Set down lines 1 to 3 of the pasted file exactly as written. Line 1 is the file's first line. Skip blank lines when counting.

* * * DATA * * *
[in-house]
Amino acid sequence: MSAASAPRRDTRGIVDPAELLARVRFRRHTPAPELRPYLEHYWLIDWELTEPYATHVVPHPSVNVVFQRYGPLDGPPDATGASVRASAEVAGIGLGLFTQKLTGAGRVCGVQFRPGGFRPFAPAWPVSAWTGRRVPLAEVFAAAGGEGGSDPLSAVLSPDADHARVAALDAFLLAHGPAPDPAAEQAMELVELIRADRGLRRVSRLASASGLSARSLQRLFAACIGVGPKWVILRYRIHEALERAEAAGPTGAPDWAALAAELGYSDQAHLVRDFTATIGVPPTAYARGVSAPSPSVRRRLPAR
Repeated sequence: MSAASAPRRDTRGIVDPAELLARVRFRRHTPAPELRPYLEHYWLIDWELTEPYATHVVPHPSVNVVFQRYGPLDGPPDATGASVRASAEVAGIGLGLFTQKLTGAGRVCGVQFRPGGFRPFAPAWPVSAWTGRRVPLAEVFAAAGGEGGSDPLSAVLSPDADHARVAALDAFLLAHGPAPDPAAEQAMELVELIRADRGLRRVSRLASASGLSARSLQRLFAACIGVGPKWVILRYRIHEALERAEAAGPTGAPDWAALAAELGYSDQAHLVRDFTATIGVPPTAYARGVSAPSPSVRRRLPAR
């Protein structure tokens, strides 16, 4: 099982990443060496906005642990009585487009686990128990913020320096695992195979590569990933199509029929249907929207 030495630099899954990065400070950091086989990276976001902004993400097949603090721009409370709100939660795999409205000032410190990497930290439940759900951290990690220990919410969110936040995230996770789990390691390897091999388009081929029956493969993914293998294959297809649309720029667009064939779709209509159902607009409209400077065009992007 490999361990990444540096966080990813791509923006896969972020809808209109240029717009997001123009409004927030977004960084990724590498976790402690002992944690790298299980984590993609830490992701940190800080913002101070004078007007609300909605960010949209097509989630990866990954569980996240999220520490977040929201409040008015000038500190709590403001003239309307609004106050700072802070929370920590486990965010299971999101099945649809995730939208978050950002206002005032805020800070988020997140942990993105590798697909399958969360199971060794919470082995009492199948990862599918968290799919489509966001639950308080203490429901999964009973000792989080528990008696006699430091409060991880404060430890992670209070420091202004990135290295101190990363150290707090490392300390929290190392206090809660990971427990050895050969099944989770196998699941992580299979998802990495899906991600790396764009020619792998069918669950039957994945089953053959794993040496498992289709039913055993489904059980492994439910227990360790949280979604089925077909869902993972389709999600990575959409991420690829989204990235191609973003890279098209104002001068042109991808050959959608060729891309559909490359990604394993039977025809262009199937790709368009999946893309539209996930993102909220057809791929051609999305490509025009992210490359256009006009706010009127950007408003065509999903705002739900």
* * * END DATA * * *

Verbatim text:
[in-house]
Amino acid sequence: MSAASAPRRDTRGIVDPAELLARVRFRRHTPAPELRPYLEHYWLIDWELTEPYATHVVPHPSVNVVFQRYGPLDGPPDATGASVRASAEVAGIGLGLFTQKLTGAGRVCGVQFRPGGFRPFAPAWPVSAWTGRRVPLAEVFAAAGGEGGSDPLSAVLSPDADHARVAALDAFLLAHGPAPDPAAEQAMELVELIRADRGLRRVSRLASASGLSARSLQRLFAACIGVGPKWVILRYRIHEALERAEAAGPTGAPDWAALAAELGYSDQAHLVRDFTATIGVPPTAYARGVSAPSPSVRRRLPAR
Repeated sequence: MSAASAPRRDTRGIVDPAELLARVRFRRHTPAPELRPYLEHYWLIDWELTEPYATHVVPHPSVNVVFQRYGPLDGPPDATGASVRASAEVAGIGLGLFTQKLTGAGRVCGVQFRPGGFRPFAPAWPVSAWTGRRVPLAEVFAAAGGEGGSDPLSAVLSPDADHARVAALDAFLLAHGPAPDPAAEQAMELVELIRADRGLRRVSRLASASGLSARSLQRLFAACIGVGPKWVILRYRIHEALERAEAAGPTGAPDWAALAAELGYSDQAHLVRDFTATIGVPPTAYARGVSAPSPSVRRRLPAR